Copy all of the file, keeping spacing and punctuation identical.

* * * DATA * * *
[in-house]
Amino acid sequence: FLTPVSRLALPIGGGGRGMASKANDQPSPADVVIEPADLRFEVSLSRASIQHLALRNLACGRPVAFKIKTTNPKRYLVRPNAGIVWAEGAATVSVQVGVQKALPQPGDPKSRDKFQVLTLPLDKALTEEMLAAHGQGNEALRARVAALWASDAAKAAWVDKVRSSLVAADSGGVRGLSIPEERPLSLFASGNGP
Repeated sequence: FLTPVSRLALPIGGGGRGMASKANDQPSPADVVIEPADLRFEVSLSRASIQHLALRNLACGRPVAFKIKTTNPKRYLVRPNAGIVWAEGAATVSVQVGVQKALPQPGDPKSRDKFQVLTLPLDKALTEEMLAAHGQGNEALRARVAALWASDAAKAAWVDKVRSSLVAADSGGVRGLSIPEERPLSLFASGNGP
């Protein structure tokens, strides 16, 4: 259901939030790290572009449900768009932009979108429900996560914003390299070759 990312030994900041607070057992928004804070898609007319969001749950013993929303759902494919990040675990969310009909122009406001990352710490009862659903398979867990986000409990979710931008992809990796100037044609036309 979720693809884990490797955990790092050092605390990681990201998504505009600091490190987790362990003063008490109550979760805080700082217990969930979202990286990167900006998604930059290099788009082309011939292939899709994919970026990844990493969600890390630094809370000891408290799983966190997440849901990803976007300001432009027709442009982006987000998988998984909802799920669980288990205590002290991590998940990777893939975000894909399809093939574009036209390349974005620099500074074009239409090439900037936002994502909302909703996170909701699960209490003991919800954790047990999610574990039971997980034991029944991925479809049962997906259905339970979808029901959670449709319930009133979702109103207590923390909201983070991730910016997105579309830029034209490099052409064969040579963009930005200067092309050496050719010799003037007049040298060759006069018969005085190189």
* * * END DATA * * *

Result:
[in-house]
Amino acid sequence: FLTPVSRLALPIGGGGRGMASKANDQPSPADVVIEPADLRFEVSLSRASIQHLALRNLACGRPVAFKIKTTNPKRYLVRPNAGIVWAEGAATVSVQVGVQKALPQPGDPKSRDKFQVLTLPLDKALTEEMLAAHGQGNEALRARVAALWASDAAKAAWVDKVRSSLVAADSGGVRGLSIPEERPLSLFASGNGP
Repeated sequence: FLTPVSRLALPIGGGGRGMASKANDQPSPADVVIEPADLRFEVSLSRASIQHLALRNLACGRPVAFKIKTTNPKRYLVRPNAGIVWAEGAATVSVQVGVQKALPQPGDPKSRDKFQVLTLPLDKALTEEMLAAHGQGNEALRARVAALWASDAAKAAWVDKVRSSLVAADSGGVRGLSIPEERPLSLFASGNGP
């Protein structure tokens, strides 16, 4: 259901939030790290572009449900768009932009979108429900996560914003390299070759 990312030994900041607070057992928004804070898609007319969001749950013993929303759902494919990040675990969310009909122009406001990352710490009862659903398979867990986000409990979710931008992809990796100037044609036309 979720693809884990490797955990790092050092605390990681990201998504505009600091490190987790362990003063008490109550979760805080700082217990969930979202990286990167900006998604930059290099788009082309011939292939899709994919970026990844990493969600890390630094809370000891408290799983966190997440849901990803976007300001432009027709442009982006987000998988998984909802799920669980288990205590002290991590998940990777893939975000894909399809093939574009036209390349974005620099500074074009239409090439900037936002994502909302909703996170909701699960209490003991919800954790047990999610574990039971997980034991029944991925479809049962997906259905339970979808029901959670449709319930009133979702109103207590923390909201983070991730910016997105579309830029034209490099052409064969040579963009930005200067092309050496050719010799003037007049040298060759006069018969005085190189």